Who will your 2022 book be? Harry Styles? Kate Middleton? Once you know who your book is, you can clearly establish your theme’s personality.
“I want a pretty book.”
Three years ago, an editor’s demand changed the way Hill Country Christian School developed theme. “I want a pretty book,” she told her adviser. It was senior year, and she persuasively argued the staff had already done a bold book, a sassy book and a professional-looking book.
As a staff, they began discussing tone words that described the look they wanted: pretty, sophisticated, precise. They also wanted soft, gentle colors, a visual match for the three adjectives. As they brainstormed, a staffer commented, “That sounds like Kate Middleton.”
Instantly, a new way to develop theme was born. Connecting the theme to a person made the process clearer and more cohesive. Decisions were no longer made because someone preferred a design. “It wasn’t about what anyone liked,” adviser John Horvath said. “It was understanding who our book is.”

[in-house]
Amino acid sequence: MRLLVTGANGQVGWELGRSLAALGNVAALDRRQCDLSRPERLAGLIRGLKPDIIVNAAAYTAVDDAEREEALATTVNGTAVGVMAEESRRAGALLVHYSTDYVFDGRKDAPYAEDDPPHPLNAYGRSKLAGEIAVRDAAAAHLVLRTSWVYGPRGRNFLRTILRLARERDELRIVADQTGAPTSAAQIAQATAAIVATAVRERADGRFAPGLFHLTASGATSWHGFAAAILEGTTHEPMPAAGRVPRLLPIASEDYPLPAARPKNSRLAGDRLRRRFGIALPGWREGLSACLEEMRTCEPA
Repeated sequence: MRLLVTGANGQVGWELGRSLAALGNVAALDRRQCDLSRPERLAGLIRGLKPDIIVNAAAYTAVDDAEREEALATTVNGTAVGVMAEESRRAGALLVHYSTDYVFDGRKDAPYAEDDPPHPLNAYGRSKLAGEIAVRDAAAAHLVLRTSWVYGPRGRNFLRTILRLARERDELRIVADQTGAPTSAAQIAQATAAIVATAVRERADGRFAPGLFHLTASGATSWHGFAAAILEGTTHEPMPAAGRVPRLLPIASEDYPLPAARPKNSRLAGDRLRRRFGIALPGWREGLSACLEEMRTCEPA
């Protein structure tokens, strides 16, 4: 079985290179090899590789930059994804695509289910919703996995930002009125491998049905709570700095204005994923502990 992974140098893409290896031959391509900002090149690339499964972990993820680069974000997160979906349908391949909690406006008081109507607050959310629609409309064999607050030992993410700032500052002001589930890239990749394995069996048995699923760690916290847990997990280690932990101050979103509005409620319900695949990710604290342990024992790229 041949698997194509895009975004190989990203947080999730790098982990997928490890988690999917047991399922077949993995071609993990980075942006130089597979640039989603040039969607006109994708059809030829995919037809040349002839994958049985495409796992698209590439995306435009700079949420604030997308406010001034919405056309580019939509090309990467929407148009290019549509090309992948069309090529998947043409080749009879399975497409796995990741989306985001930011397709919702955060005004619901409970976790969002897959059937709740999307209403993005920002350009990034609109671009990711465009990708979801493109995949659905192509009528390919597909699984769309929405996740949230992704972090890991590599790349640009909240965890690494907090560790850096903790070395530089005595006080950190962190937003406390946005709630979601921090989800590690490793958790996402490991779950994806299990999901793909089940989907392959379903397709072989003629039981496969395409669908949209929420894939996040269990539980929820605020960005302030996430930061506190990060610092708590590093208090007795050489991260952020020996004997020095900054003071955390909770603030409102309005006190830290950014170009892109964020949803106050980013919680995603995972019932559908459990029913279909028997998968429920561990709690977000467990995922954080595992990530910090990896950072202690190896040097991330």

John Horvath used these font examples in his presentation “Find Your Look” at Amplify, the 2020 Adviser Workshop.
“Is this Kate?”
They started asking, “Is this Kate?” The answer governed every decision the staff made; what went in the book and what didn’t. A minimalistic look with dramatically large photos and excessive white space exemplified the precise and sophisticated aspects of Kate. The staff also felt understated headlines and multiple dividers per section personified Kate. See for yourself how the staff envisioned Kate in The Bard 2019.
The process also reinforced the idea that tone words weren’t enough. Pretty, sophisticated and precise are adjectives that fit Kate Middleton; they could also describe Meghan Markle. But the two royals have distinctly different styles. Connecting the theme to a person really helped the staff hone in on the theme’s personality, the book’s look and feel. “The whole idea is that there is something above and beyond theme that drives how the book should look and sound,” Horvath said.
Liking the idea, other schools have employed the theme person strategy. Musicians have been a natural choice, with staffs selecting Lady Gaga, David Bowie and Taylor Swift. The Bard staff has also continued the tradition—the 2020 book was design guru Joanna Gaines while the 2021 book was James Bond.
Who will your book be?